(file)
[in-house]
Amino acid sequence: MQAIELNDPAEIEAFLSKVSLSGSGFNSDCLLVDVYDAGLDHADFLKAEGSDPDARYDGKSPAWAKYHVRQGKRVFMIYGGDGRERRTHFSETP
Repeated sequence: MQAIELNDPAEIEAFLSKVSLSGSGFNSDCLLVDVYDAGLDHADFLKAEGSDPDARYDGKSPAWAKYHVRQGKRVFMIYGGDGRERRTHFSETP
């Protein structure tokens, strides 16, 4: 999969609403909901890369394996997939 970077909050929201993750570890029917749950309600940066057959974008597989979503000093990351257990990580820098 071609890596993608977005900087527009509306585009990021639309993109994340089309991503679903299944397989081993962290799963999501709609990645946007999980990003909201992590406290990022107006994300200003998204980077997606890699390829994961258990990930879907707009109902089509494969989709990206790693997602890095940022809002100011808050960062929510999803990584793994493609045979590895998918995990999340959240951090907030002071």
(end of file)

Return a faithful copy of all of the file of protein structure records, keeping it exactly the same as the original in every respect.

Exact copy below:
[in-house]
Amino acid sequence: MQAIELNDPAEIEAFLSKVSLSGSGFNSDCLLVDVYDAGLDHADFLKAEGSDPDARYDGKSPAWAKYHVRQGKRVFMIYGGDGRERRTHFSETP
Repeated sequence: MQAIELNDPAEIEAFLSKVSLSGSGFNSDCLLVDVYDAGLDHADFLKAEGSDPDARYDGKSPAWAKYHVRQGKRVFMIYGGDGRERRTHFSETP
């Protein structure tokens, strides 16, 4: 999969609403909901890369394996997939 970077909050929201993750570890029917749950309600940066057959974008597989979503000093990351257990990580820098 071609890596993608977005900087527009509306585009990021639309993109994340089309991503679903299944397989081993962290799963999501709609990645946007999980990003909201992590406290990022107006994300200003998204980077997606890699390829994961258990990930879907707009109902089509494969989709990206790693997602890095940022809002100011808050960062929510999803990584793994493609045979590895998918995990999340959240951090907030002071």